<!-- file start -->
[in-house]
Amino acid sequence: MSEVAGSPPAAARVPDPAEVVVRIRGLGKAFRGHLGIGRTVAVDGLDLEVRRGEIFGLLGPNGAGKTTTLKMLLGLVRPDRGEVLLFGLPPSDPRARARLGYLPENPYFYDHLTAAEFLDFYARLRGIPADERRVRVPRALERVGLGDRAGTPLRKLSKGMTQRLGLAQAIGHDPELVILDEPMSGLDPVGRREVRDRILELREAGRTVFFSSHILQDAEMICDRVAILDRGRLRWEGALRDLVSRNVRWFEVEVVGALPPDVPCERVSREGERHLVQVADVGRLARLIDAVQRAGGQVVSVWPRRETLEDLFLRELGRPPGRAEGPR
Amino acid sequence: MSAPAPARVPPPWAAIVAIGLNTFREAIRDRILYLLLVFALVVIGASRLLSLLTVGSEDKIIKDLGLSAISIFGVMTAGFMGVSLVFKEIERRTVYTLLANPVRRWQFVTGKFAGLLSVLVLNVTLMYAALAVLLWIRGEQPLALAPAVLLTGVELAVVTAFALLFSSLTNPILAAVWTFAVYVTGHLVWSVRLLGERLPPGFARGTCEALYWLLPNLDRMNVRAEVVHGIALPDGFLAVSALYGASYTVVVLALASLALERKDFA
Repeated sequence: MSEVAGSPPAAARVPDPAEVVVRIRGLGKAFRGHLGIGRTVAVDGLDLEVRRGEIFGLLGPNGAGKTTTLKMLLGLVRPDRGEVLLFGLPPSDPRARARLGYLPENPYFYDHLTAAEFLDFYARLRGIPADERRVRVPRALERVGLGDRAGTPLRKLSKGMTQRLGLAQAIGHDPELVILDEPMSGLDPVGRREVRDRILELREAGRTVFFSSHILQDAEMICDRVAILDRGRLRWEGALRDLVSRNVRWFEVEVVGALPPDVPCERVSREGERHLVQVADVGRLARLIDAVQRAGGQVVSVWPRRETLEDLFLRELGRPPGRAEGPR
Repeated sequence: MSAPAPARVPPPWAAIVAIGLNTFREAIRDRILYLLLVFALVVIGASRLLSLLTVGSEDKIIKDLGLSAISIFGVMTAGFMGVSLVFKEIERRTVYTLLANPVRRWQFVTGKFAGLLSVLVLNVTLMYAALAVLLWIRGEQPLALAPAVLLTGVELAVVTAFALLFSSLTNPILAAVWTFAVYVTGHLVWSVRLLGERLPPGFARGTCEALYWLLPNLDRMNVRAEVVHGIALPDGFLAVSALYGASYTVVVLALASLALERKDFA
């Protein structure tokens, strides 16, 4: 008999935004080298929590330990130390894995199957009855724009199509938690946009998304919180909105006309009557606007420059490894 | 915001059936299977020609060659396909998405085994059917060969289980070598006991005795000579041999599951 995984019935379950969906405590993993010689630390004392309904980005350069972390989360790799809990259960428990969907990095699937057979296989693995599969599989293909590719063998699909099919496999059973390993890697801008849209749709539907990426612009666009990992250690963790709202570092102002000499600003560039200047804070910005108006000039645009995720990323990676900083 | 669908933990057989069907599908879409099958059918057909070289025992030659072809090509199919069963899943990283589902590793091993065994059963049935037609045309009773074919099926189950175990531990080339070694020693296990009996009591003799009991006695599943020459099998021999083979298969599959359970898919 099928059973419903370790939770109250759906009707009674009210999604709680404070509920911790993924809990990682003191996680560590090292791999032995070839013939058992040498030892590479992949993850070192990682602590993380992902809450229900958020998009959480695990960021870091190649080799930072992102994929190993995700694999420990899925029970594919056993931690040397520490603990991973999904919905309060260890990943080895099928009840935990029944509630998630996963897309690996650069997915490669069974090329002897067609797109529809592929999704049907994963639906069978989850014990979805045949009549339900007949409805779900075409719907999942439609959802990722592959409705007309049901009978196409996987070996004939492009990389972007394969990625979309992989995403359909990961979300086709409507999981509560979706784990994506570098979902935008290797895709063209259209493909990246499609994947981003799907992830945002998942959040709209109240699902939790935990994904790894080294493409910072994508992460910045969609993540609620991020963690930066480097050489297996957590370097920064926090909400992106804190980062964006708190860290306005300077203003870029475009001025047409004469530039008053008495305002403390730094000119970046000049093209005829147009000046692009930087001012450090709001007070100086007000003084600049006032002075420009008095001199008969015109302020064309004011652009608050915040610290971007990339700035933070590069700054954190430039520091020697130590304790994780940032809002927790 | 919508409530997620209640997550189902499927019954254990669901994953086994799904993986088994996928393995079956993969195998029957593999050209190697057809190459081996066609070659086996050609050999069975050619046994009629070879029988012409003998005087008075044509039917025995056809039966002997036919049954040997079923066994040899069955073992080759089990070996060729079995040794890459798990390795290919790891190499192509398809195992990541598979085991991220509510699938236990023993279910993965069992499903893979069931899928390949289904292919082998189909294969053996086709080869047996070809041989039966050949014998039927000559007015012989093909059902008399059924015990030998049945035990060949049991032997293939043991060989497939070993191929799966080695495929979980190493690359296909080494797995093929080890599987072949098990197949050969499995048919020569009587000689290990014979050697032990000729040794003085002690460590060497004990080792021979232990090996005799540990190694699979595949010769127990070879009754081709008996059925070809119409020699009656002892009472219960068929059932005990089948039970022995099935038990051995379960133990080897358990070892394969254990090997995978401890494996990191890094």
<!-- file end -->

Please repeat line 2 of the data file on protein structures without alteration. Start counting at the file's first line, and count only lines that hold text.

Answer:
Amino acid sequence: MSEVAGSPPAAARVPDPAEVVVRIRGLGKAFRGHLGIGRTVAVDGLDLEVRRGEIFGLLGPNGAGKTTTLKMLLGLVRPDRGEVLLFGLPPSDPRARARLGYLPENPYFYDHLTAAEFLDFYARLRGIPADERRVRVPRALERVGLGDRAGTPLRKLSKGMTQRLGLAQAIGHDPELVILDEPMSGLDPVGRREVRDRILELREAGRTVFFSSHILQDAEMICDRVAILDRGRLRWEGALRDLVSRNVRWFEVEVVGALPPDVPCERVSREGERHLVQVADVGRLARLIDAVQRAGGQVVSVWPRRETLEDLFLRELGRPPGRAEGPR